Sunday, May 1, 2011

Displaying W3C compliance

I think most people agree that complying with W3C standards is a worthwhile pursuit.

However, do you advertise the fact that your site is compliant? Are there positives or negatives to doing so?

If you do display your compliance, how do you do it?

From stackoverflow
  • It depends on your audience. If it's a tech site, you may promote your compliance.
    If it's a simple blog, it's just superficial.

    There are buttons that link to the W3C, that immediately validate the referer site (as a check for your visitors, if you misplaced it).

    Valid XHTML Valid CSS

    I would put a little text with such a link in the imprint or about page. So interested people can look, but the normal user is not annoyed.
    Such a button on every page would just steal space :)

  • I don't, because the average user has no knowledge of what it means for a website to "be valid".

    If someone who cares about such things is interested, they probably wouldn't take my word for it anyway - they'd run my site through the validator themselves, probably using a tool such as Firebug.

  • i find it a good practice. i don't know if many users pay any attention into it, but as a developer, the more i see it on sites, the more i feel compelled to use the standards. i find it as a means of showing each other that we find this important.

    don't see any negatives, and coding standard-wise has made my work much easier over the years.

    as for how- i use the standard w3c logo, but i've seen many sites who styled their own version.

  • I used to, but I've come to the conclusion that it causes users more problems then the benefits are worth. Jukka explains it best.

    There have been instances of people containing the W3C Validator community (through the mailing list) after following a logo link from Example Site and thinking the contact information for the Validator community was the contact information for Example Site!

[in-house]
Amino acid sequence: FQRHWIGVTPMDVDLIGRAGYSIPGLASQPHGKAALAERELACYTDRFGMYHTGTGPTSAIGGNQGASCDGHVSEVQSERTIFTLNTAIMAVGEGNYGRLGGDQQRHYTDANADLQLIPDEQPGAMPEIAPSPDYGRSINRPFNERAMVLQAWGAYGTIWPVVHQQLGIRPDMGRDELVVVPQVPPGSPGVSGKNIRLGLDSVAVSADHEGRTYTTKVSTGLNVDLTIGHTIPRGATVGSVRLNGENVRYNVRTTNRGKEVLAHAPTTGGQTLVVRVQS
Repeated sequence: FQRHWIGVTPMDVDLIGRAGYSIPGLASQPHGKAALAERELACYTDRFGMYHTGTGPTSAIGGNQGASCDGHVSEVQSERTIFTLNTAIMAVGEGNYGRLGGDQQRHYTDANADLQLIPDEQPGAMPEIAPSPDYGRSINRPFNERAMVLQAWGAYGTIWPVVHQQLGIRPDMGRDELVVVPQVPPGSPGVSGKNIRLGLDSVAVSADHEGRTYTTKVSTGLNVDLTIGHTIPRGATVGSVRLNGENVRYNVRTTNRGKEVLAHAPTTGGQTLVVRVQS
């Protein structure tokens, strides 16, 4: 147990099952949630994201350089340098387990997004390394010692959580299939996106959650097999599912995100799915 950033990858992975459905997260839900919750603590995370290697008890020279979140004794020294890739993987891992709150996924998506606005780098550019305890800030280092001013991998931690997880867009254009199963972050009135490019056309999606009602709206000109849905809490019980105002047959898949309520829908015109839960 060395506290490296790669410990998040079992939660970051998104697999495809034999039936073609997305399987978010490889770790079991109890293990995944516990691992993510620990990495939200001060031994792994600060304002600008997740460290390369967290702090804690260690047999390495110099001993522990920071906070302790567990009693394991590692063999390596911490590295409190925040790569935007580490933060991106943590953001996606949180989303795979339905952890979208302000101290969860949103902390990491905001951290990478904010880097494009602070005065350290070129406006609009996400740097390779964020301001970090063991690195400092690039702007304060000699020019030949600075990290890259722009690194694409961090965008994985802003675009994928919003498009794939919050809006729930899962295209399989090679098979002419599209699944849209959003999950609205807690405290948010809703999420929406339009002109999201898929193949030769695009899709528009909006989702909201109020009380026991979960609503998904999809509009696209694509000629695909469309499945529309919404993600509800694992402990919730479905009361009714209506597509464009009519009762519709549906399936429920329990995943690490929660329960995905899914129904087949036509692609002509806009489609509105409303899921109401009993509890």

• Mostly, it adds yet another unnecessary thing to your page - especially for non-technical users. When you read a page, how often do you actually care about it's HTML or CSS code as long as it works?

  • Several times I've seen people with these icons, where their front pages validate, but subpages often have errors that nobody noticed.

    And you could actually click the XHTML valid image (the ones guerda's linked to) and be taken to W3C, which would say in big letters, "Validation failed!"

    If you want to support the aims of the W3C, then go for it. By all means, knock yourself out. Get the pages valid. You don't even have to assert it to the visitors. But if you do want to assert it to the visitors, then your page had darn-well-better be valid!

    You'll have to continue to check into the future as your content changes. If your site is huge or particularly dynamic, it may not be possible to do this. It may not be worth the effort.

  • I think it's a good thing to show it off. Most websites have some empty space at the bottom (like SO). Why not put the buttons there? The average user won't care and will just ignore them, and people like me will be happy to know that you follow the standards.

    Zifre : Why did this get down voted?
  • If the page is your professional web portfolio/IT-related site then you sure could, why not. The audience will understand it and should appreciate. However, on the sites with non-technical audience this is a bit pointless.

    The validity information is in some sense like a build number of the app. Why someone would like to know that? And if someone does care, he can still go to "about" or "contact webmaster" page, where you can include those kind of information.

    Having that said, as a programmer I like to see it on the pages. And it hurts nobody.

  • I don't, mainly for two reasons:

    1. Nobody cares, and those that do will probably be using a Firefox extension that tells them anyway.
    2. Being 100% valid isn't the be-all and end-all in web design, there are sometimes legitimate reasons to break validation.

    Obviously #2 requires great caution, when doing the initial CSS build having valid markup is a must, and any errors in the final build should be well justified.

    I also used to think that as a web professional it went without saying that my markup was valid, and to a certain extent that's still true but as you can see my standpoint has moved some what.

  • I have a w3c compliant blog but don't display the fact. I'm a graphic designer and just made sure my site was compliant from a professional standpoint in case someone felt like checking before hiring me.


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